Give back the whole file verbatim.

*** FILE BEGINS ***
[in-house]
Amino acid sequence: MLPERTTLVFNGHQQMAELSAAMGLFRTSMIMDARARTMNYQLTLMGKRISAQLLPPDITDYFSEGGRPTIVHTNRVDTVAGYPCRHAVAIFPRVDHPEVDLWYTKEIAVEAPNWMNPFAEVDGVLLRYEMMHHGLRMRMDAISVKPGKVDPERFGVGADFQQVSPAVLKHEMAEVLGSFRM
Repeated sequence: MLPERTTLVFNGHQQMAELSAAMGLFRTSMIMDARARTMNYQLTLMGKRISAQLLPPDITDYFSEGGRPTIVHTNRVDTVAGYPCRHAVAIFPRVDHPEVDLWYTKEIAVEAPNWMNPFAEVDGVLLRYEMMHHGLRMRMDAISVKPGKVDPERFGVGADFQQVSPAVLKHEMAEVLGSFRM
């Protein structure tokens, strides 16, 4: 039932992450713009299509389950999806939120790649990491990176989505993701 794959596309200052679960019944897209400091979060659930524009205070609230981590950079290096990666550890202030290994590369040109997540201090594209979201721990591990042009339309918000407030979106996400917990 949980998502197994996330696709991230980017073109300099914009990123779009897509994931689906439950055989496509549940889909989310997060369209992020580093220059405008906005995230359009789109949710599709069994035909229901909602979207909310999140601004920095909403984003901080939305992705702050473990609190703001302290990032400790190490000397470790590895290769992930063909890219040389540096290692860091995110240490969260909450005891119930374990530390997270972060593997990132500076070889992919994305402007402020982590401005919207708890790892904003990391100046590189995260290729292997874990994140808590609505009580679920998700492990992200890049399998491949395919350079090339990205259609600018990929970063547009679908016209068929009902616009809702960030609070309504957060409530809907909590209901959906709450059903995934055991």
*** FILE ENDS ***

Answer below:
[in-house]
Amino acid sequence: MLPERTTLVFNGHQQMAELSAAMGLFRTSMIMDARARTMNYQLTLMGKRISAQLLPPDITDYFSEGGRPTIVHTNRVDTVAGYPCRHAVAIFPRVDHPEVDLWYTKEIAVEAPNWMNPFAEVDGVLLRYEMMHHGLRMRMDAISVKPGKVDPERFGVGADFQQVSPAVLKHEMAEVLGSFRM
Repeated sequence: MLPERTTLVFNGHQQMAELSAAMGLFRTSMIMDARARTMNYQLTLMGKRISAQLLPPDITDYFSEGGRPTIVHTNRVDTVAGYPCRHAVAIFPRVDHPEVDLWYTKEIAVEAPNWMNPFAEVDGVLLRYEMMHHGLRMRMDAISVKPGKVDPERFGVGADFQQVSPAVLKHEMAEVLGSFRM
């Protein structure tokens, strides 16, 4: 039932992450713009299509389950999806939120790649990491990176989505993701 794959596309200052679960019944897209400091979060659930524009205070609230981590950079290096990666550890202030290994590369040109997540201090594209979201721990591990042009339309918000407030979106996400917990 949980998502197994996330696709991230980017073109300099914009990123779009897509994931689906439950055989496509549940889909989310997060369209992020580093220059405008906005995230359009789109949710599709069994035909229901909602979207909310999140601004920095909403984003901080939305992705702050473990609190703001302290990032400790190490000397470790590895290769992930063909890219040389540096290692860091995110240490969260909450005891119930374990530390997270972060593997990132500076070889992919994305402007402020982590401005919207708890790892904003990391100046590189995260290729292997874990994140808590609505009580679920998700492990992200890049399998491949395919350079090339990205259609600018990929970063547009679908016209068929009902616009809702960030609070309504957060409530809907909590209901959906709450059903995934055991």